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7 ton shark

Three facets of a successful monorepo

I've been thinking about monorepos a lot recently, from a general, high-level perspective. Certain goals and concepts come up frequently no matter what type of monorepo you're managing, and I thought I'd jot some of them down.

In my opinion, there are three key facets to a successful monorepo: collocation, coherence, and standardization. Once combined together, these facets provide a support structure that allows your developer to adopt a monorepo mindset. This mindset is a way of working that a monorepo both encourages and rewards: making small, focused, pull requests, paying costs for changes up front, having each change pay for itself, and so on.

The real, tangible benefit of a monorepo -- a shared codebase where many, many engineerrs can quickly and safely make code changes that touch multiple areas of code -- evolves due to this mindset.

To recap: the company wants a codebase where developers can write high-quality software quickly, and at scale; one way to accomplish this is by teaching all of the teams involved to adopt a monorepo mindset, which is a set of principles that depend on these three facets of a monorepo. So let's talk about those facets in more detail.

Collocation #

Collocation is the most obvious facet of a monorepo -- code being "collocated" is really just all of your code being together in one repo. If you don't have collocation, then you don't have a monorepo.

I like to include in this definition that the code is also intentionally organized. Your monorepo may contain hundreds of different projects maintained by dozens of different teams, some of which have never heard of each other. It's important that all projects are organized in a way that is both discoverable and intuitive to all of the engineers participating.

There's two litmus tests you can use here:

Coherence #

Coherence is a bit more complex than collocation. When a codebase is "coherent", it means that the code moves together and has a single source of truth. Successful coherence usually involves trunk-based development, with a single branch (such as main) being the only accepted branch -- discouraging long running feature branches or "develop" branches can help ensure a strong source of truth branch.

Another important aspect of coherence is preventing version "pinning" (that is, out-of-commit consumption): if two libraries live in the monorepo, and library A depends on library B, it's incredibly important that it depends on the "local copy" of library B, and not some pinned version (for example, publishing library B to a package registry such as NPM or Maven, and then consuming it from there).

This becomes even more important if there are many projects (perhaps dozens) in the monorepo that depend on library B: all of them must depend on the local, in-commit copy. This ensures that when library B changes, the pull request that changes it must also change every consumer (if any change is required -- this facet grounds one of the important principles of the monorepo mindset, which is that every change must pay for itself.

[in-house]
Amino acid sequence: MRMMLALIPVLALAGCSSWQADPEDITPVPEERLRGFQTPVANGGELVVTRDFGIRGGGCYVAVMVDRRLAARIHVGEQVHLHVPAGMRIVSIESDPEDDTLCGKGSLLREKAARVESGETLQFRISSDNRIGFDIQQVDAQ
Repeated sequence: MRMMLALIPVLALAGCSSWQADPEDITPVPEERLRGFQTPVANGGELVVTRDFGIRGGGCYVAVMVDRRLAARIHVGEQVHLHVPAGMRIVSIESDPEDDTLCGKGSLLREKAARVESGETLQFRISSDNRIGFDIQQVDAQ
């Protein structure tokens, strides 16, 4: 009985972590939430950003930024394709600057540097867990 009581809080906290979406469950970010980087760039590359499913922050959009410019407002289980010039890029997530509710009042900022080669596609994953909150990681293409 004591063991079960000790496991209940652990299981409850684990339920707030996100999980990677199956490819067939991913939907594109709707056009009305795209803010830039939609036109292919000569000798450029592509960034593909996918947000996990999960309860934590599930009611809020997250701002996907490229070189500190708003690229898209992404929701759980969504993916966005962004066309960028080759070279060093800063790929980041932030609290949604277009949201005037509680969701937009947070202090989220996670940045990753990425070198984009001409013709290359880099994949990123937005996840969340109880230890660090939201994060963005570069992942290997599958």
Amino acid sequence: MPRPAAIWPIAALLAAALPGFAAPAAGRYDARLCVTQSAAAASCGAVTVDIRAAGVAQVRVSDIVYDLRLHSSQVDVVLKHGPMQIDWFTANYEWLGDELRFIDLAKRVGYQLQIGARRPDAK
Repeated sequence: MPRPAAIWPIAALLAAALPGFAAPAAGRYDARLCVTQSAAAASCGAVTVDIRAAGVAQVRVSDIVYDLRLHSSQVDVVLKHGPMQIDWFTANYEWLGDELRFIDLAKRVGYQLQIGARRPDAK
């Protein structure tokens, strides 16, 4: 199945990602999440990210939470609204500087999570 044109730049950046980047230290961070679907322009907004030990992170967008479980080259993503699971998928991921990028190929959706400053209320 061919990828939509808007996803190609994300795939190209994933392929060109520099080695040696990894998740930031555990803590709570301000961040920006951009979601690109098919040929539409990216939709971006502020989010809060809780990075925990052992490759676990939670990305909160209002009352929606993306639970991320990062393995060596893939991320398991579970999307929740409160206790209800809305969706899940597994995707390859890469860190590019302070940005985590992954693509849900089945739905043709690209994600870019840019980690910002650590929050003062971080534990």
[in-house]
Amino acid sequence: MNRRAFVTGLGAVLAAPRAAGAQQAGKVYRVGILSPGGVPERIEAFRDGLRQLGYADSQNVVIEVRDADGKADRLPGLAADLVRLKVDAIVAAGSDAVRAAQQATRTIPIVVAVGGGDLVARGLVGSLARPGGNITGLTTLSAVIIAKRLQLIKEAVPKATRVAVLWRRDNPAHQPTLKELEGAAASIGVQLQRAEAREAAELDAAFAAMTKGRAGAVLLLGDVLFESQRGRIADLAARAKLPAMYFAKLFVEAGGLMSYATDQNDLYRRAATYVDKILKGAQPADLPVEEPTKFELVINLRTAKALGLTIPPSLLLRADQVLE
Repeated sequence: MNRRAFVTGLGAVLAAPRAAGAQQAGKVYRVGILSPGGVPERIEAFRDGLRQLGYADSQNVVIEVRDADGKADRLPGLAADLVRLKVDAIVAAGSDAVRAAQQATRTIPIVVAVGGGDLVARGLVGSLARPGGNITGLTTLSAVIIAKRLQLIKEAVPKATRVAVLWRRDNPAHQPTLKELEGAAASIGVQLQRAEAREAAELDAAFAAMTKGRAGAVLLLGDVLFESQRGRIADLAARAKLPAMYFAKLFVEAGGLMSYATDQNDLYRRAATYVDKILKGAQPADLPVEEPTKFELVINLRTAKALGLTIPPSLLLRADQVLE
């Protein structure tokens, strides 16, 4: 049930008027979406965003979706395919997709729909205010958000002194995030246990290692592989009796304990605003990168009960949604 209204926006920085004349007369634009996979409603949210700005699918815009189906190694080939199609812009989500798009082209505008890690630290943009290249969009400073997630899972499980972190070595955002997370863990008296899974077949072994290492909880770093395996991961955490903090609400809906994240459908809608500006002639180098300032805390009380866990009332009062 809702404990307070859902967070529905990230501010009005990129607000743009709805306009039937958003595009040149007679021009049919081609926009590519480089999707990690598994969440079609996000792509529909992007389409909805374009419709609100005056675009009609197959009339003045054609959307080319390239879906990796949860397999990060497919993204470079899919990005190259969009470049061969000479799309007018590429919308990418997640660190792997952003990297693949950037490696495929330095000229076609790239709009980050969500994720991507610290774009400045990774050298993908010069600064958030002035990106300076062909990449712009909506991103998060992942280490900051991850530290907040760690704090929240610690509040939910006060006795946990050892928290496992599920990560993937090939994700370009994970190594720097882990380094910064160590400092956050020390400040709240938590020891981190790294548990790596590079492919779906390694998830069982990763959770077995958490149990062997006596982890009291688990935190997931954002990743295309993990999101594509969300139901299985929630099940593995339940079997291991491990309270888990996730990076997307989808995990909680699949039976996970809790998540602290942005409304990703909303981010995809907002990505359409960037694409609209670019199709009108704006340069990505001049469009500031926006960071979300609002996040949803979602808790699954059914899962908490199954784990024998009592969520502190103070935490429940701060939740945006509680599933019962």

Standardization #

Standardization is third facet of a monorepo, and critical to its success. A way to think of standardization is this: for every problem you encounter in your repo, that problem should have exactly one solution. If you have TypeScript projects with unit tests, they should all use the same test framework (and the same version of that test framework). If you have Android projects with snapshot (visual regression) tests, they should all use the same tool to take those snapshots, at the same version. If you have C++ projects, they should all use the same version of the compiler.

Each project in the repo has a different business purpose, and is maintained by one or more teams, but wherever you can identify cross-cutting concerns across those projects and standardize them, you dramatically increase the power and efficiency of your repo, as it allows cross-cutting experts to provide value to all projects at once in a single pull request.

For example: imagine a large TypeScript monorepo embarking on upgrading their version of Jest from v26 to v29. This upgrade could take a single engineer several days for a large complex project. However, once that initial cost paid, the same engineer can probably upgrade a hundred similar projects (each using the same version of Jest, the same mocking and stubbing libraries, the same general test strategies, and so on), allowing a single mass-upgrade across the repo.

In contrast, if you have multiple projects with different test frameworks (Jest, Mocha, Vitest, etc.), some of which use differnt versions of those frameworks, this approach quickly becomes untenable. Instead of focusing the effort of a single engineer on delivering value to the entire codebase, each team ends up growing their own "expert" on upgrading their test framework, learning the same lessons and paying the same costs dozens of times over.